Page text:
I’ve seen both and never been sure if one was more old fashioned or less “courant” than the other.

3 Answers 3


In text documents, un de ces jours is much more common, even when including un de ces quatre in the comparison :

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Un de ces quatre, being more colloquial, is certainly more frequent in spoken French than in books, but I believe un de ces jours still leads in this context although I have no data to back it up.

  • Note that "un de ces quatre" is significantly more common than the full "un de ces quatre matins" variant. Also that Google ngrams only accounts for occurences in books. May 26, 2018 at 23:26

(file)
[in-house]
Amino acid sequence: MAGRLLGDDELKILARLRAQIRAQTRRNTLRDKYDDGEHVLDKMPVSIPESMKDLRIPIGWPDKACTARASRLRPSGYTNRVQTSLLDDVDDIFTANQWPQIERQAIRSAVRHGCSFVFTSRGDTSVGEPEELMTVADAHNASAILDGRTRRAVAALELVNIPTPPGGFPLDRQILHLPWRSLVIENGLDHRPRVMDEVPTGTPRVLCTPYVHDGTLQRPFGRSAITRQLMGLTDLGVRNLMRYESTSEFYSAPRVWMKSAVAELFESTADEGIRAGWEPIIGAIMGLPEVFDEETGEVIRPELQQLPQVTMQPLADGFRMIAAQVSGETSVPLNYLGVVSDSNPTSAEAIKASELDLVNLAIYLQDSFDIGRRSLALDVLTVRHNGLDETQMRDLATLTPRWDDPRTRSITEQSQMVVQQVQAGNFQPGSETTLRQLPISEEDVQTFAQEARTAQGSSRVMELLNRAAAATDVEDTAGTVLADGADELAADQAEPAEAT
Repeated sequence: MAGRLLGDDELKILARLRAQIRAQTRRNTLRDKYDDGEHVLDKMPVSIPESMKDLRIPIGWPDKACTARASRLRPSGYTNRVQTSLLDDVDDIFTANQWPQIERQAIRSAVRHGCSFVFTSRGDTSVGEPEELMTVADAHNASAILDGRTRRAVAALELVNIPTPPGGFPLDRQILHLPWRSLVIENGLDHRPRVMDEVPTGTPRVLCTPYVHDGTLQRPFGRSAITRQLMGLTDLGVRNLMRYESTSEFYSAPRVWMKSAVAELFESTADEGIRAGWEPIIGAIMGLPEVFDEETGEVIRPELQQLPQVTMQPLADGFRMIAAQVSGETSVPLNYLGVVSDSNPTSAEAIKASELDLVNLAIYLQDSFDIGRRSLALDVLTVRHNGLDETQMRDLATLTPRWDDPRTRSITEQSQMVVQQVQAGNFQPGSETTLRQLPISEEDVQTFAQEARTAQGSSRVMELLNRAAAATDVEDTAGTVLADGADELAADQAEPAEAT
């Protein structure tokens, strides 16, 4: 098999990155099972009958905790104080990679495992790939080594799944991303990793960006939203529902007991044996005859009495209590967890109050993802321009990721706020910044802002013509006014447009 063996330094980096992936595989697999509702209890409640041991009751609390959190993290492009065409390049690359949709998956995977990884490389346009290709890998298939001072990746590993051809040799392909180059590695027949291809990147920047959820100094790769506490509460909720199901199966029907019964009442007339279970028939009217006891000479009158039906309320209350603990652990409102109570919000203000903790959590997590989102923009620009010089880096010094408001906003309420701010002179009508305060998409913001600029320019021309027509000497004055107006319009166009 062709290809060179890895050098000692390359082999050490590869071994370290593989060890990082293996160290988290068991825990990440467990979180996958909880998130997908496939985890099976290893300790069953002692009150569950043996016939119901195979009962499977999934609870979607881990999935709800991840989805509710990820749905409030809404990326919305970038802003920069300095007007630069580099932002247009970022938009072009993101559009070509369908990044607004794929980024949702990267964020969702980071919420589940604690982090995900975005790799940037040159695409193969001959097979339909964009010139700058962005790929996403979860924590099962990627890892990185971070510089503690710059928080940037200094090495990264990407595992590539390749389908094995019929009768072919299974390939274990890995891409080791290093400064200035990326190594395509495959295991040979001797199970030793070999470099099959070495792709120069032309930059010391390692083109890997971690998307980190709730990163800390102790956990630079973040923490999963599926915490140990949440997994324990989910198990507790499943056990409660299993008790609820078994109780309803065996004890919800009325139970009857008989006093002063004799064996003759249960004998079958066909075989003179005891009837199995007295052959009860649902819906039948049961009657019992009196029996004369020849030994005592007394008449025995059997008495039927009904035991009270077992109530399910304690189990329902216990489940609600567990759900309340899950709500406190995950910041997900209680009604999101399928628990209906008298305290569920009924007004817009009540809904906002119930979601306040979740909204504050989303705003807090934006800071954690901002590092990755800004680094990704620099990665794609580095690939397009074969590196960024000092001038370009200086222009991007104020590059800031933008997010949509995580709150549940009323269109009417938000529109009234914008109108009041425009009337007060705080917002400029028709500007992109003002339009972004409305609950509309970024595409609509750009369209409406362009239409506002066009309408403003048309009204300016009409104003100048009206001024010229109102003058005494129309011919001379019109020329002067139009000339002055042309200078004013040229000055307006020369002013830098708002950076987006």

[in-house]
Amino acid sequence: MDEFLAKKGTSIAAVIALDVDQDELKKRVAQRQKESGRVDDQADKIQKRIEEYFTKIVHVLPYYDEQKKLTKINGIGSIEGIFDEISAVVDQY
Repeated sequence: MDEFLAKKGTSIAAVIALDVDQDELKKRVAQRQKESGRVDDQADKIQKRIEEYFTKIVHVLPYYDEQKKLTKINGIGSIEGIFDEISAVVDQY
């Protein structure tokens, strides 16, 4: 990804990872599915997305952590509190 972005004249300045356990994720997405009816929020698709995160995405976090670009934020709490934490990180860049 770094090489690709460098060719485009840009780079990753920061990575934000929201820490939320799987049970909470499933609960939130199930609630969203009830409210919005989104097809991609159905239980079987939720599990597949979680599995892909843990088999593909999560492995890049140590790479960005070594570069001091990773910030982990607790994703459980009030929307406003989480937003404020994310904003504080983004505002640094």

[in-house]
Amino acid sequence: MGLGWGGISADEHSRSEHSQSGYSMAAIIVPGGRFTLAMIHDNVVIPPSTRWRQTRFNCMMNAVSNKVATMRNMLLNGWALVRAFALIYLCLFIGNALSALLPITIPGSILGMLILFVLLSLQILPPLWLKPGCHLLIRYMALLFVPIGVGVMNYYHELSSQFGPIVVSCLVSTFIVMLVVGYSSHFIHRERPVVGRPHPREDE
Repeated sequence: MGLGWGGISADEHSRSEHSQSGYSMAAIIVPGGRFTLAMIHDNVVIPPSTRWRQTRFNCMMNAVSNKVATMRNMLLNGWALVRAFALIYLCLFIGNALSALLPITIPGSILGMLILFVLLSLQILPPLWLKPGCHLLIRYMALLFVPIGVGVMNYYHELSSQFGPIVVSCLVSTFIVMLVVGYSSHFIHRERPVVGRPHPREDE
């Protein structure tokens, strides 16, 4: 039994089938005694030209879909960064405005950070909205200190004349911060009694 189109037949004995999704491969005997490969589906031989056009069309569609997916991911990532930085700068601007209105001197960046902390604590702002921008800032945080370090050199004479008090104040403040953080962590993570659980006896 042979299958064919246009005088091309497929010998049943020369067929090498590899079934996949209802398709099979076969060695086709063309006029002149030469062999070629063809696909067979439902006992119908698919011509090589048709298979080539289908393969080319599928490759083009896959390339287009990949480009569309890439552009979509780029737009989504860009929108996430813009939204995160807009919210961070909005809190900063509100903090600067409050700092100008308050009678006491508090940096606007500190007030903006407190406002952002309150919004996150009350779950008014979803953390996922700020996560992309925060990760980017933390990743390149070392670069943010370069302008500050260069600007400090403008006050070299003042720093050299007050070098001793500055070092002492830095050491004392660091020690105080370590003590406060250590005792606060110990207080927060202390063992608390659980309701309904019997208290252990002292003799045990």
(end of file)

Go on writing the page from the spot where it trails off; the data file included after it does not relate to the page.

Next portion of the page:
• @StéphaneGimenez Indeed. Answer updated. Thanks.
    – jlliagre
    May 27, 2018 at 7:20

"A un de ces quatre (matins)" is only used with good friends. While "A un de ces jours" can be said to anyone.


Tu le reverras "un de ces quatre (matins)" est plus familier et "un de ces quatre" encore plus. "A un de ces jours!", c'est pour ne pas dire "Au revoir!"

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